Nate Cohn breaks down why.
With Romney all but assured to make enough gains to cover Obama's modest 2.8 point win [in 2008], Obama's path to victory requires him to compensate for losses by capitalizing on demographic changes, and particularly Florida's growing black and non-Cuban Hispanic populations. Voter registration numbers show that the white share of Florida's registered voters declined from 69 percent to 66.5 percent over the last four years. More than 150,000 more African Americans are registered than four years ago and the number of registered Hispanics increased by 300,000. The number of registered Hispanic Democrats increased by 131,000 compared to just 30,000 for Republicans. If Obama can turnout these newly registered voters, it could go quite a ways toward making up for losses elsewhere.To see why this matters so much, go play around a bit with the electoral map at 270 to win. President Obama could win the election if he wins Florida but loses Ohio, Virginia, Colorado, Iowa and New Hampshire.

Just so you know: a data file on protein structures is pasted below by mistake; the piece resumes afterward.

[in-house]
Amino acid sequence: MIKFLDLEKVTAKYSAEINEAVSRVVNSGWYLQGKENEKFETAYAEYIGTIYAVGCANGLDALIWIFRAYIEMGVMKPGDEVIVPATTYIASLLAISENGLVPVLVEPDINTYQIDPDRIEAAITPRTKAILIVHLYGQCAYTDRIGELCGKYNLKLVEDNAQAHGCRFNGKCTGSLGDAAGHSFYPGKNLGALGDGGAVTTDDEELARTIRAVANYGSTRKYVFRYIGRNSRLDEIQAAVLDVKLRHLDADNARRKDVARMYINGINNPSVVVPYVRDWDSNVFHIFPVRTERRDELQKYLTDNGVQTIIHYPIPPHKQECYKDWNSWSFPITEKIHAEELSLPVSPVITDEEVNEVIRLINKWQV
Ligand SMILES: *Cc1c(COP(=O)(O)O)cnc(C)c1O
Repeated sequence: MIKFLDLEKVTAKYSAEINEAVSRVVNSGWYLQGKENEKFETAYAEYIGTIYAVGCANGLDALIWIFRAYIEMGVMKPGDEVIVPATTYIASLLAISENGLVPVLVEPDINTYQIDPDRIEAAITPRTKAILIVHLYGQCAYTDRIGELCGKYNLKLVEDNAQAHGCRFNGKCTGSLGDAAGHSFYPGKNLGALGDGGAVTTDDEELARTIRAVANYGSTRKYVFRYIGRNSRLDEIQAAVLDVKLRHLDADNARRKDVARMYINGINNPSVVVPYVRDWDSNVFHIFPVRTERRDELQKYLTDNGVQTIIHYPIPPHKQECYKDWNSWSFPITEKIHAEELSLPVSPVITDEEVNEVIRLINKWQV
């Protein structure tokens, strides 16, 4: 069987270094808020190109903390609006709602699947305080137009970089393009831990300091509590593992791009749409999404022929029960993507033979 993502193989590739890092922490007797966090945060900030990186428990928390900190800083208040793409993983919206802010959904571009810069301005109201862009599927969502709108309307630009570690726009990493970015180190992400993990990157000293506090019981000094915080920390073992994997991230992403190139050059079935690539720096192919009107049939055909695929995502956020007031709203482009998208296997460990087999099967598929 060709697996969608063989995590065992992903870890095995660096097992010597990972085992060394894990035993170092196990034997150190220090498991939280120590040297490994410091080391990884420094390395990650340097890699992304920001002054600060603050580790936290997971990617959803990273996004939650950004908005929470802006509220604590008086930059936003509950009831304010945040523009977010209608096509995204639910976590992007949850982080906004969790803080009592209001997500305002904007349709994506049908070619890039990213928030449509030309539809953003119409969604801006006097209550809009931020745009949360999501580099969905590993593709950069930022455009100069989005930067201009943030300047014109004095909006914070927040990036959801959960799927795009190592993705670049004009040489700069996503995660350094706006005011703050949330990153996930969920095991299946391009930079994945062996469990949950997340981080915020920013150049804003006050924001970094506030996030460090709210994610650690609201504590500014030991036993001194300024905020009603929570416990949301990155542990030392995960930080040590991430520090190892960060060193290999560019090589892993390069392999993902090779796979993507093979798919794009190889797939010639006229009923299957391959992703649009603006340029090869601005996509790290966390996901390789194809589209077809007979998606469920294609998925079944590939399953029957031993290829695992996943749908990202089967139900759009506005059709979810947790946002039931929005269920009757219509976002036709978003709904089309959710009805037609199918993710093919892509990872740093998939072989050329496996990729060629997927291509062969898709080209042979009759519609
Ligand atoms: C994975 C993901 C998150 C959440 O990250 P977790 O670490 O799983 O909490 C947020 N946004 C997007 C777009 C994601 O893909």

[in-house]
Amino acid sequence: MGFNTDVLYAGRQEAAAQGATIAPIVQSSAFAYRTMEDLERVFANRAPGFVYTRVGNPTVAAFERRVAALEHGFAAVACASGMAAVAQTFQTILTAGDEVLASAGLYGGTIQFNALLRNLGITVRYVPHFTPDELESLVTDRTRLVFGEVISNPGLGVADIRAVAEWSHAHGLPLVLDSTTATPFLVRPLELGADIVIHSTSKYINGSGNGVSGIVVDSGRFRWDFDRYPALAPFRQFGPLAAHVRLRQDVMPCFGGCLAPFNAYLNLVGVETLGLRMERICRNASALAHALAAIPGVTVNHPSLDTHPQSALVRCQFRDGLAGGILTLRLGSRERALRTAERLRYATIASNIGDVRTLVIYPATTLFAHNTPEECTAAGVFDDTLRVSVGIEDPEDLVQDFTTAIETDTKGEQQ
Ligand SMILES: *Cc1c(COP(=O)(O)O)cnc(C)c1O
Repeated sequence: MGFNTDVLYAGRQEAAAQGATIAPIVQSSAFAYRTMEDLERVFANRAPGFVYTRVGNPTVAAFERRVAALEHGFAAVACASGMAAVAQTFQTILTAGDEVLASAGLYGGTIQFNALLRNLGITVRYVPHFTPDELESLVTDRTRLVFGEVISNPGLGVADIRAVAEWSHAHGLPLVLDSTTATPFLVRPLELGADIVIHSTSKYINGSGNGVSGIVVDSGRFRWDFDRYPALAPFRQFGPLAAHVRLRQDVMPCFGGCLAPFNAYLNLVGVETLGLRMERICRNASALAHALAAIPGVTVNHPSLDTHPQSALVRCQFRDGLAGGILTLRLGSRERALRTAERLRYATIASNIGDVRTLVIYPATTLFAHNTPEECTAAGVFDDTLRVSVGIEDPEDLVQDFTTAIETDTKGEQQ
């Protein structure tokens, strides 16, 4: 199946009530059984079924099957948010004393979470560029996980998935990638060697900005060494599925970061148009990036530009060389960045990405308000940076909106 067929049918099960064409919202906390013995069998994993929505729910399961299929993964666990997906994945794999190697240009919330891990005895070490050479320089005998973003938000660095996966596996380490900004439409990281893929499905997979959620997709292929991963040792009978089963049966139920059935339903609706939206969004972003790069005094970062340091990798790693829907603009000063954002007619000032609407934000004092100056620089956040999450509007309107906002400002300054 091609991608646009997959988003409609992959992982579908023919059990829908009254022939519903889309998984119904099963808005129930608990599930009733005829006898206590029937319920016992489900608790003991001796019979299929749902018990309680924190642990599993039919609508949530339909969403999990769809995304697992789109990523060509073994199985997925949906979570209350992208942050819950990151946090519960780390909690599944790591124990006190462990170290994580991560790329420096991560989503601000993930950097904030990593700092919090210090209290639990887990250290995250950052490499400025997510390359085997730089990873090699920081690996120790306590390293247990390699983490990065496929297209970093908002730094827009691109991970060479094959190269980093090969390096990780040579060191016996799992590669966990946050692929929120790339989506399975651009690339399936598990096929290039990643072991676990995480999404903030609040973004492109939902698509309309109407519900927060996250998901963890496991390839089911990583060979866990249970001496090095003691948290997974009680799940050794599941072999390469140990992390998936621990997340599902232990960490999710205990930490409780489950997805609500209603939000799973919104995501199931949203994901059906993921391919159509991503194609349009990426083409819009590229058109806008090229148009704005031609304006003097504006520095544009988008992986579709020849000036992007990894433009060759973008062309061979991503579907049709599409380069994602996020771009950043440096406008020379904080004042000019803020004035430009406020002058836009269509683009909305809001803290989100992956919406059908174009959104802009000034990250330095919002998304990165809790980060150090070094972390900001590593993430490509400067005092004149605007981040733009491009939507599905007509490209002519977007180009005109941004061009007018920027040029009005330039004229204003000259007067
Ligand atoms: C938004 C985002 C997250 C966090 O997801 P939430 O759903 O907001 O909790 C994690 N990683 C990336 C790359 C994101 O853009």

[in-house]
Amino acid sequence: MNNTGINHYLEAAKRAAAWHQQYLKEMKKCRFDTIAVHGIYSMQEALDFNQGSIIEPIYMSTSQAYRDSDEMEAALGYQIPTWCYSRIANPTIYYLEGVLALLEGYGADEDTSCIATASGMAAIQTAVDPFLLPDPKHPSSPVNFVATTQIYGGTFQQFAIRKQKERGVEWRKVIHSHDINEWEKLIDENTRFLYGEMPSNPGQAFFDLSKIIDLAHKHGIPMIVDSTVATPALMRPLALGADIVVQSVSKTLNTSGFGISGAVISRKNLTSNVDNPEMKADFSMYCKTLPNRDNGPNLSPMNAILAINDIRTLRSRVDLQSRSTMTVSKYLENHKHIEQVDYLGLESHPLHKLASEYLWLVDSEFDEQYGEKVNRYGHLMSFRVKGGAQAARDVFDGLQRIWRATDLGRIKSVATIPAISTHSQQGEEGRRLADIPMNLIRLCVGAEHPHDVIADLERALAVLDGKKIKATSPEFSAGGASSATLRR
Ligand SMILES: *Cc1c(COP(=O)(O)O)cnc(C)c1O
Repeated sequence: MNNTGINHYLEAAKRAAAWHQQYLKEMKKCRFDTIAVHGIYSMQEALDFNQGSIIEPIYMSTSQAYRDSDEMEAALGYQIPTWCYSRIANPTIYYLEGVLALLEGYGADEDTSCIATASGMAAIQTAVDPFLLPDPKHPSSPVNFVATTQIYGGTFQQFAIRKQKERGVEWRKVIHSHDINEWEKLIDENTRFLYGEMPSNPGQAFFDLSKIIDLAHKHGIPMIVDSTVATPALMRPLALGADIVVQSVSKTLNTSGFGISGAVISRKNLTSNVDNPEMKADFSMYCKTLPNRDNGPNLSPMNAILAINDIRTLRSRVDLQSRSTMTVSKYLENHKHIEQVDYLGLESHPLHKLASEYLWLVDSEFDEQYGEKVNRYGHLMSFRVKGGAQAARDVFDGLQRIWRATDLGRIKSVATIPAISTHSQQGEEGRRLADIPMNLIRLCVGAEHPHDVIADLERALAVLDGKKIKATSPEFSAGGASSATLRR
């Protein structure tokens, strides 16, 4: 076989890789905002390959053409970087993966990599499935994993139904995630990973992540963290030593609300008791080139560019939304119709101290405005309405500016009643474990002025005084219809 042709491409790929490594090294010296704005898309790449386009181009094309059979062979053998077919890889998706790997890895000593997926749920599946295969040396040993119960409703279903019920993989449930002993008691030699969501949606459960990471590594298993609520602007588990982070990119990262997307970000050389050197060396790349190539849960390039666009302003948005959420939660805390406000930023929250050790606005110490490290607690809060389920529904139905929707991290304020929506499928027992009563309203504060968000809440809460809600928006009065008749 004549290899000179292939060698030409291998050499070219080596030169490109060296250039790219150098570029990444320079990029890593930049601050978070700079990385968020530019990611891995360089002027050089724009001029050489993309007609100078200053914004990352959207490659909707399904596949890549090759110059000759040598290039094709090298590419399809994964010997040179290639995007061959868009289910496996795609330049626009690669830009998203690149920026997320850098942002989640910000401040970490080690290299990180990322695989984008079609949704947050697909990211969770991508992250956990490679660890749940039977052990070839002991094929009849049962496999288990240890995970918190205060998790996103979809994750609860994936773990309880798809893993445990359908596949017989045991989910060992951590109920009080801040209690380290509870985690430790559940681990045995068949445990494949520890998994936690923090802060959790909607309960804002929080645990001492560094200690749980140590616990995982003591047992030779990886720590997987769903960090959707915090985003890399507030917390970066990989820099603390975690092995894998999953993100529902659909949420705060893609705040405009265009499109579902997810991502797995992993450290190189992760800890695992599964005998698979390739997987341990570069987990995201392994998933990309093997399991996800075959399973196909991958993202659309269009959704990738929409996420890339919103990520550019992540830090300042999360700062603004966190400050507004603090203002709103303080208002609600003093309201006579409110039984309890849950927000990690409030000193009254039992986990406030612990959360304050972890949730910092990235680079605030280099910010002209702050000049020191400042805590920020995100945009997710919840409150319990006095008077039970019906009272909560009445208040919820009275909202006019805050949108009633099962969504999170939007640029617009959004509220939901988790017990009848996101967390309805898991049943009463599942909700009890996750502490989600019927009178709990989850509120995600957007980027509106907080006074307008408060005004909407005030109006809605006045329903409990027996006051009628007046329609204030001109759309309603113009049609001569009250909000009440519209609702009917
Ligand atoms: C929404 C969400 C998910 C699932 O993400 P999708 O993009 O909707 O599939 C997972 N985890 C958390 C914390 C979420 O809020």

It's hardly apparent whether demographic changes will provide Obama the state, since it depends both on turnout among newly registered voters and the extent to which Romney can make gains among the rest of Florida's electorate. But polls conducted since October 15 show Romney ahead by a slight .9 point margin in the Sunshine State, making Florida one of the best picks for "closest state" on Election Day.
All of this is why I was fascinated to watch the quiet determination on display as early voting got underway in Florida this past weekend. It's obvious that things are still too close to call in the Sunshine State. But lets be honest...President Obama has a much better chance there than Romney does of taking Ohio. So why all the media focus on Ohio? Because its the only way for the media to continue pretending that the election is a "dead heat."